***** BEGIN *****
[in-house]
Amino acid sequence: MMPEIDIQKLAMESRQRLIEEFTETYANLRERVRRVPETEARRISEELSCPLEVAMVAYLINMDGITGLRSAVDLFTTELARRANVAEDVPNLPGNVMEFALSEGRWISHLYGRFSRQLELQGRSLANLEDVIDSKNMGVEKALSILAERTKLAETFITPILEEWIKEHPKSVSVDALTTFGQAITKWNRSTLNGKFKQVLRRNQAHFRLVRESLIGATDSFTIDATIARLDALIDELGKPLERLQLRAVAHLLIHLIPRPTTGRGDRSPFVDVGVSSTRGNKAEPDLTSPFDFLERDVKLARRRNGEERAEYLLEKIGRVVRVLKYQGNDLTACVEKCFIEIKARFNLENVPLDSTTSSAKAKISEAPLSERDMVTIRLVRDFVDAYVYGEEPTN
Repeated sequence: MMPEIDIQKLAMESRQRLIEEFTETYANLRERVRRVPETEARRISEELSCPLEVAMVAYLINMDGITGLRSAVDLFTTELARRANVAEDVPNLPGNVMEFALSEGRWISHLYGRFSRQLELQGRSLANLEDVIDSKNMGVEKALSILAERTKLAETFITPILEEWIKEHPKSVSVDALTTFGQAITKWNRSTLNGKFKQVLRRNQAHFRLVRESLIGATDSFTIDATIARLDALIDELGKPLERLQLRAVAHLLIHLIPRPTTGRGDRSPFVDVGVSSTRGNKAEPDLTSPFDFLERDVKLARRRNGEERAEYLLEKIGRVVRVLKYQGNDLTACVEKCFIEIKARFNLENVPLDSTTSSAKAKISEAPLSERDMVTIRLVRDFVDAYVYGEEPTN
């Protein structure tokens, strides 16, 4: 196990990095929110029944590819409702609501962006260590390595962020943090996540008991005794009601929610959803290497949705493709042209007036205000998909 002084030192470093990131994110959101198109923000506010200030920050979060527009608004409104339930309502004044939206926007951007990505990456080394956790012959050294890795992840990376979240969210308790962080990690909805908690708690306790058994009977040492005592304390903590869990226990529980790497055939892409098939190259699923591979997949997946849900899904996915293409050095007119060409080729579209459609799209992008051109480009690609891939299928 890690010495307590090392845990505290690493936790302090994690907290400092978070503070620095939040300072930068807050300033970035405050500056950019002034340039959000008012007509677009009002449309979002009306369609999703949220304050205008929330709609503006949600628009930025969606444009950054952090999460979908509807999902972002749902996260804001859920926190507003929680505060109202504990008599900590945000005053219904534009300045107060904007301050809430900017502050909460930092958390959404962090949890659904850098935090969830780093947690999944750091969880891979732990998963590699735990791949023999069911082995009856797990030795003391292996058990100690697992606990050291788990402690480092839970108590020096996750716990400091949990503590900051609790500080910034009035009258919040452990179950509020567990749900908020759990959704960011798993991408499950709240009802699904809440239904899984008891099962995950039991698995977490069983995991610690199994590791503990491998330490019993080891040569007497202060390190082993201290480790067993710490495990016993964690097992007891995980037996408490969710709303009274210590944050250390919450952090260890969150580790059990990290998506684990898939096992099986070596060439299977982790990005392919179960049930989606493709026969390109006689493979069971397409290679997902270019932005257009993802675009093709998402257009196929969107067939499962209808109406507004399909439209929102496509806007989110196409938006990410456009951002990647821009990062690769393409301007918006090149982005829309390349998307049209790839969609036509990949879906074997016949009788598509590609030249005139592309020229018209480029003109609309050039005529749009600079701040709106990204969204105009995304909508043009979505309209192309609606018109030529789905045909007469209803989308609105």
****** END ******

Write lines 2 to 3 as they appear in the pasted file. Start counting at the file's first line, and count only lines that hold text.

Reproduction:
Amino acid sequence: MMPEIDIQKLAMESRQRLIEEFTETYANLRERVRRVPETEARRISEELSCPLEVAMVAYLINMDGITGLRSAVDLFTTELARRANVAEDVPNLPGNVMEFALSEGRWISHLYGRFSRQLELQGRSLANLEDVIDSKNMGVEKALSILAERTKLAETFITPILEEWIKEHPKSVSVDALTTFGQAITKWNRSTLNGKFKQVLRRNQAHFRLVRESLIGATDSFTIDATIARLDALIDELGKPLERLQLRAVAHLLIHLIPRPTTGRGDRSPFVDVGVSSTRGNKAEPDLTSPFDFLERDVKLARRRNGEERAEYLLEKIGRVVRVLKYQGNDLTACVEKCFIEIKARFNLENVPLDSTTSSAKAKISEAPLSERDMVTIRLVRDFVDAYVYGEEPTN
Repeated sequence: MMPEIDIQKLAMESRQRLIEEFTETYANLRERVRRVPETEARRISEELSCPLEVAMVAYLINMDGITGLRSAVDLFTTELARRANVAEDVPNLPGNVMEFALSEGRWISHLYGRFSRQLELQGRSLANLEDVIDSKNMGVEKALSILAERTKLAETFITPILEEWIKEHPKSVSVDALTTFGQAITKWNRSTLNGKFKQVLRRNQAHFRLVRESLIGATDSFTIDATIARLDALIDELGKPLERLQLRAVAHLLIHLIPRPTTGRGDRSPFVDVGVSSTRGNKAEPDLTSPFDFLERDVKLARRRNGEERAEYLLEKIGRVVRVLKYQGNDLTACVEKCFIEIKARFNLENVPLDSTTSSAKAKISEAPLSERDMVTIRLVRDFVDAYVYGEEPTN